Friday, 23 September 2016

Learning from educational neuroscience

I am really excited to announce that an article I have written about educational neuroscience has been published in The Psychologist. The article is intended to be an introduction to the field, including a rebuttal of some of the criticisms of educational neuroscience.

You can find it in the October print edition of The Psychologist, or online here:
https://thepsychologist.bps.org.uk/volume-29/october-2016/learning-educational-neuroscience

UPDATE: The piece is now open access, so click the link even if you're not a member of the BPS!

I'd love to get feedback on it, so let me know if you have any thoughts!

Progress for Educational Neuroscience

Over the last year, I have attended a number of conferences and seminars in the domain of educational neuroscience, or MBE (mind, brain, and education). I believe that the field is moving forward, particularly with the Wellcome Trust and EEF funded projects that are applying neuroscience findings to school trials. However, I believe some research presented at these conferences as educational neuroscience doesn’t quite fall into this category.

A number of talks that I have attended have presented neuroscience or psychology research that has no direct application to education, and only on the last slide has the relevance to education been considered. To me, this isn’t educational neuroscience. A research project that aims to be seen as educational neuroscience should consider the educational implications from the start. This could mean consulting with teachers in the design of the research, to make stimuli that converges with the curriculum. This doesn’t necessarily mean that each individual study should be directly related to the classroom, just that the programme of work should have improving education as the end goal. I find it a shame to see study after study on one area of psychology where the stimuli are irrelevant to education, only to hear “and this could be helpful for education” at the very end of the talk. If you think the research could be relevant to education, then make it relevant! If a study is on learning, don’t use coloured dots and squares, use actual educational material.

This is not to say that there is no place for that kind of ‘pure’ psychological research, only that it cannot be considered educational neuroscience. Some arguments against educational neuroscience are aimed at individual studies that have no implications for education, and are therefore considered irrelevant for education. In some cases, I can see where this argument comes from, however I think it cannot be a criticism of the whole field. I believe a programme of educational neuroscience research can include a variety of studies, the culmination of which will help education. Some of these studies will be doing the groundwork, finding out the underlying cognitive and neural mechanisms which can then inform the educational aspect. These parts of the research are important, for instance, discovering neural underpinnings might indicate potential areas of focus for brain stimulation.

I hope that other researchers who attend these events are encouraged to make their research more relevant to education where possible. Talking to educators at these events has made me consider further how to make my own research more applicable to education, and highlighted how important this is. Teachers are keen to hear from researchers: they want to help inform research and they want to use the findings. I believe that we should try hard to engage with teachers and forge relationships early on in the programme of work to ensure our research can truly inform education.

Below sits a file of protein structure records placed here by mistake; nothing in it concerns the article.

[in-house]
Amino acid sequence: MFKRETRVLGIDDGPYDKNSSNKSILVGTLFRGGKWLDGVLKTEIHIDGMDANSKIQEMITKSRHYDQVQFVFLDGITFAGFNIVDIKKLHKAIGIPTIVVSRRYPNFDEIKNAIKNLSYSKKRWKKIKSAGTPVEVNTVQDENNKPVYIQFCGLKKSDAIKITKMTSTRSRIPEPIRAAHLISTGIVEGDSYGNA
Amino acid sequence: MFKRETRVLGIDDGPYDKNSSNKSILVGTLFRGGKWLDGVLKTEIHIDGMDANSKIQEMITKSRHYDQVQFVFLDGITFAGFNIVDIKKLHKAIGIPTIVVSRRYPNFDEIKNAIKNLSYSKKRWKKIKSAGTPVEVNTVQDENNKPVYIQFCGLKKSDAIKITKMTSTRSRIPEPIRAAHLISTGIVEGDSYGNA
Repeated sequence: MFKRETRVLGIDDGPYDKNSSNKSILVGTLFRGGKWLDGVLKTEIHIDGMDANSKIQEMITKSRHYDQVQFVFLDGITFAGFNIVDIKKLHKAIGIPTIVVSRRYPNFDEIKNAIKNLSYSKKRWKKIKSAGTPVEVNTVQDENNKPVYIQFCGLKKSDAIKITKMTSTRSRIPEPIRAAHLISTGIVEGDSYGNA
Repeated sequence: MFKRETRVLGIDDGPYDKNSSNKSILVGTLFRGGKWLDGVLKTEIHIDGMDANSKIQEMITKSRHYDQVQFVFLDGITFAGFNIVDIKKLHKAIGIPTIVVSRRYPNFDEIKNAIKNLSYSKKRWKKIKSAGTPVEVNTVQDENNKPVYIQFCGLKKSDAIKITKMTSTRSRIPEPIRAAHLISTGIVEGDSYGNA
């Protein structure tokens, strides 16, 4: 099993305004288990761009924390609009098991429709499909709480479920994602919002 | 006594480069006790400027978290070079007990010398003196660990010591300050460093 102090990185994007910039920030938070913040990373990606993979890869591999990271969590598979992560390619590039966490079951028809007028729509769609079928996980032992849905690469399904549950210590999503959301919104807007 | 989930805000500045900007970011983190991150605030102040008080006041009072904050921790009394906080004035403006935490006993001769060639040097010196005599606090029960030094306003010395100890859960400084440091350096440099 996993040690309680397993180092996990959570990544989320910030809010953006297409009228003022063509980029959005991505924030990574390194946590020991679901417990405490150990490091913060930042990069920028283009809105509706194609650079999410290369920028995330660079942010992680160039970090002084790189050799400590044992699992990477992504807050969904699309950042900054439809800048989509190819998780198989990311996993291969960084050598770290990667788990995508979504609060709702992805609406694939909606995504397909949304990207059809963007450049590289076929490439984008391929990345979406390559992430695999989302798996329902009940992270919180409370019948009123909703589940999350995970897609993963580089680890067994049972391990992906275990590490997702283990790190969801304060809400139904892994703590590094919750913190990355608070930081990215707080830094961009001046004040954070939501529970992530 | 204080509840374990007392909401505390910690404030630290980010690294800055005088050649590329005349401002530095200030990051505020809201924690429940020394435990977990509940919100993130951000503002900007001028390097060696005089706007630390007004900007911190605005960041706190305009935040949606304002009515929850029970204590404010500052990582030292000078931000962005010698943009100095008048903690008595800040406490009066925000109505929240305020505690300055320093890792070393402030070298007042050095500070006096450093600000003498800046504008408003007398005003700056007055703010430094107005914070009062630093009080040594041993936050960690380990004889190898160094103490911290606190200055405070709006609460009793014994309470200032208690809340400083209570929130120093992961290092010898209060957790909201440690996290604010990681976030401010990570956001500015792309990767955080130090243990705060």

A final thought from my attendance at these conferences is that while teachers are indeed keen to hear from researchers, I don’t think researchers should become too preoccupied with the idea that teachers need to be at every event related to educational neuroscience. Communication with educators is of course important, and I think it’s great that there are many opportunities for this. I do think though, that the scientific community should feel that they can hold educational neuroscience events to disseminate research without educators present. This is not to hold information from teachers, rather to enable discussion of the minutiae of scientific research that is of less interest to teachers. A current area of contention at educational neuroscience conferences is pitching findings at a level that can be understood by teachers, but also sharing the detail that researchers need. Some teachers that I have spoken to felt that the research presented went into too much detail about the methods and not enough about the implications. Similarly, scientists can feel that talks they attend miss the detail of methods and results. Holding some events just for researchers would allow scientists to share findings in the usual academic way, to interrogate and debate methods and findings. Joint events can then bring researchers and teachers together, to discuss the educationally-relevant aspects of the work.

There have been some excellent events showcasing educational neuroscience, enabling scientists and educators to discuss issues in the field, and how we might move forward. I believe we are progressing, but that a continuing challenge is to make research applicable to education from the outset, rather than as an afterthought.

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Since writing this post, an article of mine on educational neuroscience has been published in The Psychologist. It is available freely online here: https://thepsychologist.bps.org.uk/volume-29/october-2016/learning-educational-neuroscience

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